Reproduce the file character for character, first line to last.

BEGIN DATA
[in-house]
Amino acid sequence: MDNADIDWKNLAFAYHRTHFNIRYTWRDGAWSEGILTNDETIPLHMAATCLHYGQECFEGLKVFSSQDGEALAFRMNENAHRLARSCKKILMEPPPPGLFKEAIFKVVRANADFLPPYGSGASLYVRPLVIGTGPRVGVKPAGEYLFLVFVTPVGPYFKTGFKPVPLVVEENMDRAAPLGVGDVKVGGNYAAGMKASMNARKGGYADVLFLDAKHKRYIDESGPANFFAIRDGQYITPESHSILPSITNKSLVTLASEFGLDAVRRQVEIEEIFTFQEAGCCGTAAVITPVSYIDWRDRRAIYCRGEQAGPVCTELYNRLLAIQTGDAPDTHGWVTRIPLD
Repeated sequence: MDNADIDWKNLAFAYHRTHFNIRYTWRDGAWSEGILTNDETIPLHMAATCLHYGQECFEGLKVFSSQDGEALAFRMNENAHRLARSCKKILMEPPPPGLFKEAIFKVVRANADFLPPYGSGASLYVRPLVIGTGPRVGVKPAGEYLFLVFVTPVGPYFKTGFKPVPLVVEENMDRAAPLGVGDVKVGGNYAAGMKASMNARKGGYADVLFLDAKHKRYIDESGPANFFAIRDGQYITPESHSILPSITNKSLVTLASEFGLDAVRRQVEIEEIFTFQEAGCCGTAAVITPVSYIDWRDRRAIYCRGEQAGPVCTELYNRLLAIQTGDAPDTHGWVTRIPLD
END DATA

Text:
[in-house]
Amino acid sequence: MDNADIDWKNLAFAYHRTHFNIRYTWRDGAWSEGILTNDETIPLHMAATCLHYGQECFEGLKVFSSQDGEALAFRMNENAHRLARSCKKILMEPPPPGLFKEAIFKVVRANADFLPPYGSGASLYVRPLVIGTGPRVGVKPAGEYLFLVFVTPVGPYFKTGFKPVPLVVEENMDRAAPLGVGDVKVGGNYAAGMKASMNARKGGYADVLFLDAKHKRYIDESGPANFFAIRDGQYITPESHSILPSITNKSLVTLASEFGLDAVRRQVEIEEIFTFQEAGCCGTAAVITPVSYIDWRDRRAIYCRGEQAGPVCTELYNRLLAIQTGDAPDTHGWVTRIPLD
Repeated sequence: MDNADIDWKNLAFAYHRTHFNIRYTWRDGAWSEGILTNDETIPLHMAATCLHYGQECFEGLKVFSSQDGEALAFRMNENAHRLARSCKKILMEPPPPGLFKEAIFKVVRANADFLPPYGSGASLYVRPLVIGTGPRVGVKPAGEYLFLVFVTPVGPYFKTGFKPVPLVVEENMDRAAPLGVGDVKVGGNYAAGMKASMNARKGGYADVLFLDAKHKRYIDESGPANFFAIRDGQYITPESHSILPSITNKSLVTLASEFGLDAVRRQVEIEEIFTFQEAGCCGTAAVITPVSYIDWRDRRAIYCRGEQAGPVCTELYNRLLAIQTGDAPDTHGWVTRIPLD